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Benefit to taking undergrad classes I will retake in grad school?

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Benefit to taking undergrad classes I will retake in grad school? [#permalink]

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New post 28 Oct 2017, 10:18
I will be attending an MSF program in May without a business background (my degree is in biology). The only business classes I have taken are Financial Accounting and Financial Management. I am debating taking Investments and Problems in Financial Management in the spring. These 4 classes are prerequisites for Florida State University's MSF program. However, I am no longer applying to FSU and the schools that accepted me don't have prerequisites. Would I be at a disadvantage by not taking these two classes in the spring, given my non-business background?

I noticed that most MSF programs have an Investments class in the summer or fall semester. I am unsure if Problems in Financial Management is taught under a different name at other MSF programs. Thus, I am unsure if taking these two classes would be a waste of money. Would a fundamentals of investments class in grad school be different from a fundamentals of investments class in undergrad?

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Re: Benefit to taking undergrad classes I will retake in grad school? [#permalink]

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New post 29 Oct 2017, 08:34
Okay, my first thought is to ask whether you could audit/just sit in on the Investments and/or Problems in Financial Management courses. I'd say, depending on your own motivation/time you can devote to the classes/etc., you could probably learn maybe 50-70% of what you would if you took the class for a grade. But that 50-70% might make the transition to grad school a bit easier, if you already have some exposure to the topics of some of your first classes there. It could also help you learn the topics more deeply than you would have if the graduate course were your first exposure to the topic.

I'm not sure about the Problems in Financial Management course specifically. Hard to know without a course description or syllabus. In general, I'd say I have found that graduate courses that are "basically" the same course as an undergraduate version.... you'll cover much of the same content, but usually do so a little bit more rigorously. And the homework/problem sets might be a bit harder and require more intuition and independent thinking. They tend to teach assuming that you've had calculus/decent quant background, which means they can do proofs/explanations "the right way" instead of waving that stuff under the rug as tends to happen in undergrad. (My experience is mostly with stat/econ/accounting classes. Not sure if all this is true for Investments specifically, but definitely some of the more quantitative Finance courses.)

Other things to consider: are most of the MSF programs you're looking at one year? That is, would you be applying for jobs in the fall of that year? In that case, having more business background AND more finance courses on your transcripts *before* fall on-campus recruiting would be helpful. So that might argue for, no, not a waste of money. Because some companies might ask for transcripts and be looking for a specific number of business or finance courses. And because if you get interviews that have a business case study component, you'll be at an advantage if you already have some of the terminology under your belt.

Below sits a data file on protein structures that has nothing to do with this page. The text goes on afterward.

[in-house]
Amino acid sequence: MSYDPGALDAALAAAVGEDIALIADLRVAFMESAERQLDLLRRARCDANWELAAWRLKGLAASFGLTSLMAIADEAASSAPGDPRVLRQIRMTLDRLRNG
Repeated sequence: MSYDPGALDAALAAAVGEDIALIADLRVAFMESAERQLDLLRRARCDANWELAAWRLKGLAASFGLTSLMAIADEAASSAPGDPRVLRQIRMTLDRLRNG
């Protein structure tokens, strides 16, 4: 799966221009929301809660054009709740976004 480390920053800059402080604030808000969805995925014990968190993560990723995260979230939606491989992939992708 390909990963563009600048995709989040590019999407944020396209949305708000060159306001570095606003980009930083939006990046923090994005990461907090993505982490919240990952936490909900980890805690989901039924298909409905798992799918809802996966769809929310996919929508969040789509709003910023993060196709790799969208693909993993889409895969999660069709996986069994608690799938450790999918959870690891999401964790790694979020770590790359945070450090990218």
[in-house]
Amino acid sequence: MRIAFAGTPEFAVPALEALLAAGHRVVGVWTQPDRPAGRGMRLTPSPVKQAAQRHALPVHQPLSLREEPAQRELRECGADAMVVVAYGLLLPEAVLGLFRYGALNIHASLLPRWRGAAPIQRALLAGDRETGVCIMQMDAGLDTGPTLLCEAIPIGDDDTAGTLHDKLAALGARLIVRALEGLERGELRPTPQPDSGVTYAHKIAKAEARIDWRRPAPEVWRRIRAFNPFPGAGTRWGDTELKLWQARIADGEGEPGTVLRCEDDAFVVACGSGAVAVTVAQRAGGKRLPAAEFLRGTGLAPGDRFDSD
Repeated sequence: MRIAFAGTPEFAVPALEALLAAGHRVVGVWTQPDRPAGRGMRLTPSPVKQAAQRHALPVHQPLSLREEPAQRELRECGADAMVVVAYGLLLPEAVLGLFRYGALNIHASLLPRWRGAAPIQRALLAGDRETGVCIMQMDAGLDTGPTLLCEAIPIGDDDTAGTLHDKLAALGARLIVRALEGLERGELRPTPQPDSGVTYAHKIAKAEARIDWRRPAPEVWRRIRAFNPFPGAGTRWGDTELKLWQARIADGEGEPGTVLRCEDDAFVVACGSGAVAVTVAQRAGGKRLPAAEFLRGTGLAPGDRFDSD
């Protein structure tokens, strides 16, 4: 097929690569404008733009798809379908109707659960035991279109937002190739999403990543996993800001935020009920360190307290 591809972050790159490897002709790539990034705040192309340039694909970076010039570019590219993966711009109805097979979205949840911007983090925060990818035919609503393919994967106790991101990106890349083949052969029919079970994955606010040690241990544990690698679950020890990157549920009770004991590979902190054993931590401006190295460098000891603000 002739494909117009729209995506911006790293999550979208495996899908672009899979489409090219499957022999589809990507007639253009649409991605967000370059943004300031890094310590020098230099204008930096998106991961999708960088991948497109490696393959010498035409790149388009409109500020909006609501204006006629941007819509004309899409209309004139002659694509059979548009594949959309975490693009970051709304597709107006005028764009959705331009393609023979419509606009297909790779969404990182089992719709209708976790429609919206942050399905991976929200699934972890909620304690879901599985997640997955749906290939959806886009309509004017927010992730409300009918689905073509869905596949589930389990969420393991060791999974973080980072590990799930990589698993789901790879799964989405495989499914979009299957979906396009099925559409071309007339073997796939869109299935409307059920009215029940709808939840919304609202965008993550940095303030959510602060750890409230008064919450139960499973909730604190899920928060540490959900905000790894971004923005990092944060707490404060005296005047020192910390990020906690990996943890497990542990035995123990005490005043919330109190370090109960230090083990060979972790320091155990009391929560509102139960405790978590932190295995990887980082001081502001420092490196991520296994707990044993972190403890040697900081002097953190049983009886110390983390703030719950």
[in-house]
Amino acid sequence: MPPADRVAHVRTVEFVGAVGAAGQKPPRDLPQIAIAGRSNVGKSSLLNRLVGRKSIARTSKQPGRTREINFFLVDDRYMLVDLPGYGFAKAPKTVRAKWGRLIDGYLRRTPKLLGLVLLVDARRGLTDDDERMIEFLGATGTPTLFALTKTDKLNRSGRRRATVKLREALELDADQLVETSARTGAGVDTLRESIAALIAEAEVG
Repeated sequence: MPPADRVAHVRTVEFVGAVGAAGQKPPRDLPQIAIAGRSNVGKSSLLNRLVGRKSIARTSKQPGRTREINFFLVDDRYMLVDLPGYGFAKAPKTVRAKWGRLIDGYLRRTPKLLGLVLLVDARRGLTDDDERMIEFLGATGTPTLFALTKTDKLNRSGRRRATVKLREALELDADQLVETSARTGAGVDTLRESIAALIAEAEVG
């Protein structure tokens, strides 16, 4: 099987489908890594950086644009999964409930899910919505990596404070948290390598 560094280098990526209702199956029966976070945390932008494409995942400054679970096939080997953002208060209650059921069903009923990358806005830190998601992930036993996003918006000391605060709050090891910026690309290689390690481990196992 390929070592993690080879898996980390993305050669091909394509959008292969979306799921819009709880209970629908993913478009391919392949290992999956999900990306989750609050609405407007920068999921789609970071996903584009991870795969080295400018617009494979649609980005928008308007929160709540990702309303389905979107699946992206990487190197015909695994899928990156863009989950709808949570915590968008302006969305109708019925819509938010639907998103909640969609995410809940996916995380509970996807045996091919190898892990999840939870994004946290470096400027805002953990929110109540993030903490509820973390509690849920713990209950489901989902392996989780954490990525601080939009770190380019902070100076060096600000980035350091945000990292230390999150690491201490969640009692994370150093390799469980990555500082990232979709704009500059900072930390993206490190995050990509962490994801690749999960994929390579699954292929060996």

On that note, you might also consider looking instead at general business classes that definitely wouldn't be taught in your MSF program, to give yourself the broader business background that a specialized masters might not. Something where you wouldn't have to worry about wasting money on repeat classes, but that still would be useful background. Maybe Macroeconomics or Management? Or, if you think your quant/math background is weak, Stat or Linear Algebra perhaps (depending what you've already had/need.)

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Re: Benefit to taking undergrad classes I will retake in grad school? [#permalink]

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New post 29 Oct 2017, 12:41
gmat_george wrote:
I will be attending an MSF program in May without a business background (my degree is in biology). The only business classes I have taken are Financial Accounting and Financial Management. I am debating taking Investments and Problems in Financial Management in the spring. These 4 classes are prerequisites for Florida State University's MSF program. However, I am no longer applying to FSU and the schools that accepted me don't have prerequisites. Would I be at a disadvantage by not taking these two classes in the spring, given my non-business background?

I noticed that most MSF programs have an Investments class in the summer or fall semester. I am unsure if Problems in Financial Management is taught under a different name at other MSF programs. Thus, I am unsure if taking these two classes would be a waste of money. Would a fundamentals of investments class in grad school be different from a fundamentals of investments class in undergrad?


No need to take them if they aren't required. You will learn them in the MSF and to a much more in depth level. You have a background in the sciences. You've taken accounting and financial management. You have the foundation for any MSF program.

Good luck!
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Re: Benefit to taking undergrad classes I will retake in grad school?   [#permalink] 29 Oct 2017, 12:41
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